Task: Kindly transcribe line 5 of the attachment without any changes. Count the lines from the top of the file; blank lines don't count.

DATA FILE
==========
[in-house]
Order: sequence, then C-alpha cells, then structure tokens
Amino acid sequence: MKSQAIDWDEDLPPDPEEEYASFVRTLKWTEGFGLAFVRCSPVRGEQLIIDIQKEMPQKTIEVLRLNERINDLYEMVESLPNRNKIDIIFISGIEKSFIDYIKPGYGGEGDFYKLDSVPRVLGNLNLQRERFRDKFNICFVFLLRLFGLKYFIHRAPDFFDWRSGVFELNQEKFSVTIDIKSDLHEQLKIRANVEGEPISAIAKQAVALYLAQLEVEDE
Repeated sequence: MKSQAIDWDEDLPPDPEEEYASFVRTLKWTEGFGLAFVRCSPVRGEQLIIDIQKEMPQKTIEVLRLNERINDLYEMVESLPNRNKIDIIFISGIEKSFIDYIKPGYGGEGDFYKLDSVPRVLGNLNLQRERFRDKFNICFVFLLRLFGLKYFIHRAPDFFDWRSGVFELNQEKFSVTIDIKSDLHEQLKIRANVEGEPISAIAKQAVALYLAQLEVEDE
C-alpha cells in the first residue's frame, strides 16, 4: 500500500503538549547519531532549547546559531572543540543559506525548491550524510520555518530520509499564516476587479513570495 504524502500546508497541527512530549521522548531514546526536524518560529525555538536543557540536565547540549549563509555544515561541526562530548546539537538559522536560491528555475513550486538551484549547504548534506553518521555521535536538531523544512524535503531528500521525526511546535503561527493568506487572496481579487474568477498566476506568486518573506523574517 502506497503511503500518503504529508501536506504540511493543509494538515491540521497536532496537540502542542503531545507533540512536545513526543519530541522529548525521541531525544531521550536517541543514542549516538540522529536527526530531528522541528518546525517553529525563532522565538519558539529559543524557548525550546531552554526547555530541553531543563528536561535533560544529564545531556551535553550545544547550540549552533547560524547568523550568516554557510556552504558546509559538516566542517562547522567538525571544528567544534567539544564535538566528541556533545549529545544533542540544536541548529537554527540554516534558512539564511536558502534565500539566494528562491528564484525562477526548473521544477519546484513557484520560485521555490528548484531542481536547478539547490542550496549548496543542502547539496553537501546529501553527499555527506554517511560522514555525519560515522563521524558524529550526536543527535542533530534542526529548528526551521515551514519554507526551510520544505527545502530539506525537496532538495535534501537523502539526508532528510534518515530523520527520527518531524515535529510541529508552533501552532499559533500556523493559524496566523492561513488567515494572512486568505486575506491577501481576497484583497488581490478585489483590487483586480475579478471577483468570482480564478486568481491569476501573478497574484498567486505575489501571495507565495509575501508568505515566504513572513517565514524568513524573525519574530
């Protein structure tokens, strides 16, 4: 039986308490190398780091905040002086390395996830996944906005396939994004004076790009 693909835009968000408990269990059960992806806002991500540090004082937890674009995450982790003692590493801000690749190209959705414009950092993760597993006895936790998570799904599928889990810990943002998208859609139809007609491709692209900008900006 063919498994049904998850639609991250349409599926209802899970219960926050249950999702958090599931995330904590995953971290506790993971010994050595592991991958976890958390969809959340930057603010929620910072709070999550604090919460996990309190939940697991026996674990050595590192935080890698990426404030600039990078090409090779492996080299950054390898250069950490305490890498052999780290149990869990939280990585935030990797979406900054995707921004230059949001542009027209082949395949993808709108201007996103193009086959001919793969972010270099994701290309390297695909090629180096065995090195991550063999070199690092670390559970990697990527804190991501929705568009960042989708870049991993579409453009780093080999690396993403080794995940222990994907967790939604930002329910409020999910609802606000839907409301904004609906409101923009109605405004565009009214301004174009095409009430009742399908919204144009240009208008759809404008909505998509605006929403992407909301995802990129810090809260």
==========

C-alpha cells in the first residue's frame, strides 16, 4: 500500500503538549547519531532549547546559531572543540543559506525548491550524510520555518530520509499564516476587479513570495 504524502500546508497541527512530549521522548531514546526536524518560529525555538536543557540536565547540549549563509555544515561541526562530548546539537538559522536560491528555475513550486538551484549547504548534506553518521555521535536538531523544512524535503531528500521525526511546535503561527493568506487572496481579487474568477498566476506568486518573506523574517 502506497503511503500518503504529508501536506504540511493543509494538515491540521497536532496537540502542542503531545507533540512536545513526543519530541522529548525521541531525544531521550536517541543514542549516538540522529536527526530531528522541528518546525517553529525563532522565538519558539529559543524557548525550546531552554526547555530541553531543563528536561535533560544529564545531556551535553550545544547550540549552533547560524547568523550568516554557510556552504558546509559538516566542517562547522567538525571544528567544534567539544564535538566528541556533545549529545544533542540544536541548529537554527540554516534558512539564511536558502534565500539566494528562491528564484525562477526548473521544477519546484513557484520560485521555490528548484531542481536547478539547490542550496549548496543542502547539496553537501546529501553527499555527506554517511560522514555525519560515522563521524558524529550526536543527535542533530534542526529548528526551521515551514519554507526551510520544505527545502530539506525537496532538495535534501537523502539526508532528510534518515530523520527520527518531524515535529510541529508552533501552532499559533500556523493559524496566523492561513488567515494572512486568505486575506491577501481576497484583497488581490478585489483590487483586480475579478471577483468570482480564478486568481491569476501573478497574484498567486505575489501571495507565495509575501508568505515566504513572513517565514524568513524573525519574530